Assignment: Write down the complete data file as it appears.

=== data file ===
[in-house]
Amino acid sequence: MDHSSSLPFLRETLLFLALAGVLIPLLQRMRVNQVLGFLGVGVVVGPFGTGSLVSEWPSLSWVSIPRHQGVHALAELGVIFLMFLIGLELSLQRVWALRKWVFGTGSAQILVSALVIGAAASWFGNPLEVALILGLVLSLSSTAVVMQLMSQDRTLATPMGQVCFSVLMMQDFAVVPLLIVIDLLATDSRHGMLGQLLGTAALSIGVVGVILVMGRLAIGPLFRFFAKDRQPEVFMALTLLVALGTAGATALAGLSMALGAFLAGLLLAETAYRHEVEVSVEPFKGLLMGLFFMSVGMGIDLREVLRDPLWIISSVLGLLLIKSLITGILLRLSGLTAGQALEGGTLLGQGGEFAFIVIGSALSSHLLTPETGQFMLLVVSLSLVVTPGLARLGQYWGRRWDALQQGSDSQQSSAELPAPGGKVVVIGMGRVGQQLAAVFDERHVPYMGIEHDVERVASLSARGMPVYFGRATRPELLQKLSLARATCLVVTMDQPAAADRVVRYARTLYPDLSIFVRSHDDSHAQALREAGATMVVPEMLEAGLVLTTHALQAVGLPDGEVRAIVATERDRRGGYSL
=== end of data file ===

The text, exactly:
[in-house]
Amino acid sequence: MDHSSSLPFLRETLLFLALAGVLIPLLQRMRVNQVLGFLGVGVVVGPFGTGSLVSEWPSLSWVSIPRHQGVHALAELGVIFLMFLIGLELSLQRVWALRKWVFGTGSAQILVSALVIGAAASWFGNPLEVALILGLVLSLSSTAVVMQLMSQDRTLATPMGQVCFSVLMMQDFAVVPLLIVIDLLATDSRHGMLGQLLGTAALSIGVVGVILVMGRLAIGPLFRFFAKDRQPEVFMALTLLVALGTAGATALAGLSMALGAFLAGLLLAETAYRHEVEVSVEPFKGLLMGLFFMSVGMGIDLREVLRDPLWIISSVLGLLLIKSLITGILLRLSGLTAGQALEGGTLLGQGGEFAFIVIGSALSSHLLTPETGQFMLLVVSLSLVVTPGLARLGQYWGRRWDALQQGSDSQQSSAELPAPGGKVVVIGMGRVGQQLAAVFDERHVPYMGIEHDVERVASLSARGMPVYFGRATRPELLQKLSLARATCLVVTMDQPAAADRVVRYARTLYPDLSIFVRSHDDSHAQALREAGATMVVPEMLEAGLVLTTHALQAVGLPDGEVRAIVATERDRRGGYSL